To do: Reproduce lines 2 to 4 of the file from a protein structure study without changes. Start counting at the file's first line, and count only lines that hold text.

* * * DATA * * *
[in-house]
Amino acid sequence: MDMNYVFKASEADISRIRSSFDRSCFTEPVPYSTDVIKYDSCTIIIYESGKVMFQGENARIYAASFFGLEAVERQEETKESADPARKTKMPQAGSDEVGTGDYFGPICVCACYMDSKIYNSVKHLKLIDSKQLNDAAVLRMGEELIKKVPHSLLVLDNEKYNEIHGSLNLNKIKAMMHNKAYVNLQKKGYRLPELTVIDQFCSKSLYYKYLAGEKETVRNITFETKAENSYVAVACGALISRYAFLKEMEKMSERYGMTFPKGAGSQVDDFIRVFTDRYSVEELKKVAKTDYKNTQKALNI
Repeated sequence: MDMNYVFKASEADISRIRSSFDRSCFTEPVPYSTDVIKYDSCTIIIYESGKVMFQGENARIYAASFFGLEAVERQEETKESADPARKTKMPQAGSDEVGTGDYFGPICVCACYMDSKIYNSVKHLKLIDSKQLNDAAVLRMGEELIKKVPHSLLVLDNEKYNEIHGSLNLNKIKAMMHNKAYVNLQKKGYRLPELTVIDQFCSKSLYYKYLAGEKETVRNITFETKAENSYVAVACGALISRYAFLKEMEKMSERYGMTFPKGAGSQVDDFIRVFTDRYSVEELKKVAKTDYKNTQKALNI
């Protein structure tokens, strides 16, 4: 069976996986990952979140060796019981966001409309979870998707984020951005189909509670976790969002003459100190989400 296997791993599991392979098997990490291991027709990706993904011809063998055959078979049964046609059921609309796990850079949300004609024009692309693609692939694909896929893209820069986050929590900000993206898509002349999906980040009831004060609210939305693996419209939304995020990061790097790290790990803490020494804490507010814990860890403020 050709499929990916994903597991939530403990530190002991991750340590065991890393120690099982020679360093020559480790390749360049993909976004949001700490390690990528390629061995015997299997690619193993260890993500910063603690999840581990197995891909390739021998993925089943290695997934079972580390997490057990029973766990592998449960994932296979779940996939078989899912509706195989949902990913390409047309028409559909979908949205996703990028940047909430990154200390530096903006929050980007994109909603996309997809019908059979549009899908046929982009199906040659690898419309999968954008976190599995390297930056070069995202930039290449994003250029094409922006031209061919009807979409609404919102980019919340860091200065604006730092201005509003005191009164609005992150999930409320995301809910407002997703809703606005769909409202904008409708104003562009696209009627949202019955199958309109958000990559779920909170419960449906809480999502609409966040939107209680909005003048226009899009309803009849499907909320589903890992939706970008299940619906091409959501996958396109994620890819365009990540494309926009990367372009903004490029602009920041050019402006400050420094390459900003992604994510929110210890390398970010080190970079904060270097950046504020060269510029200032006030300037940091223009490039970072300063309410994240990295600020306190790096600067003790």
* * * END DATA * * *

Amino acid sequence: MDMNYVFKASEADISRIRSSFDRSCFTEPVPYSTDVIKYDSCTIIIYESGKVMFQGENARIYAASFFGLEAVERQEETKESADPARKTKMPQAGSDEVGTGDYFGPICVCACYMDSKIYNSVKHLKLIDSKQLNDAAVLRMGEELIKKVPHSLLVLDNEKYNEIHGSLNLNKIKAMMHNKAYVNLQKKGYRLPELTVIDQFCSKSLYYKYLAGEKETVRNITFETKAENSYVAVACGALISRYAFLKEMEKMSERYGMTFPKGAGSQVDDFIRVFTDRYSVEELKKVAKTDYKNTQKALNI
Repeated sequence: MDMNYVFKASEADISRIRSSFDRSCFTEPVPYSTDVIKYDSCTIIIYESGKVMFQGENARIYAASFFGLEAVERQEETKESADPARKTKMPQAGSDEVGTGDYFGPICVCACYMDSKIYNSVKHLKLIDSKQLNDAAVLRMGEELIKKVPHSLLVLDNEKYNEIHGSLNLNKIKAMMHNKAYVNLQKKGYRLPELTVIDQFCSKSLYYKYLAGEKETVRNITFETKAENSYVAVACGALISRYAFLKEMEKMSERYGMTFPKGAGSQVDDFIRVFTDRYSVEELKKVAKTDYKNTQKALNI
């Protein structure tokens, strides 16, 4: 069976996986990952979140060796019981966001409309979870998707984020951005189909509670976790969002003459100190989400 296997791993599991392979098997990490291991027709990706993904011809063998055959078979049964046609059921609309796990850079949300004609024009692309693609692939694909896929893209820069986050929590900000993206898509002349999906980040009831004060609210939305693996419209939304995020990061790097790290790990803490020494804490507010814990860890403020 050709499929990916994903597991939530403990530190002991991750340590065991890393120690099982020679360093020559480790390749360049993909976004949001700490390690990528390629061995015997299997690619193993260890993500910063603690999840581990197995891909390739021998993925089943290695997934079972580390997490057990029973766990592998449960994932296979779940996939078989899912509706195989949902990913390409047309028409559909979908949205996703990028940047909430990154200390530096903006929050980007994109909603996309997809019908059979549009899908046929982009199906040659690898419309999968954008976190599995390297930056070069995202930039290449994003250029094409922006031209061919009807979409609404919102980019919340860091200065604006730092201005509003005191009164609005992150999930409320995301809910407002997703809703606005769909409202904008409708104003562009696209009627949202019955199958309109958000990559779920909170419960449906809480999502609409966040939107209680909005003048226009899009309803009849499907909320589903890992939706970008299940619906091409959501996958396109994620890819365009990540494309926009990367372009903004490029602009920041050019402006400050420094390459900003992604994510929110210890390398970010080190970079904060270097950046504020060269510029200032006030300037940091223009490039970072300063309410994240990295600020306190790096600067003790």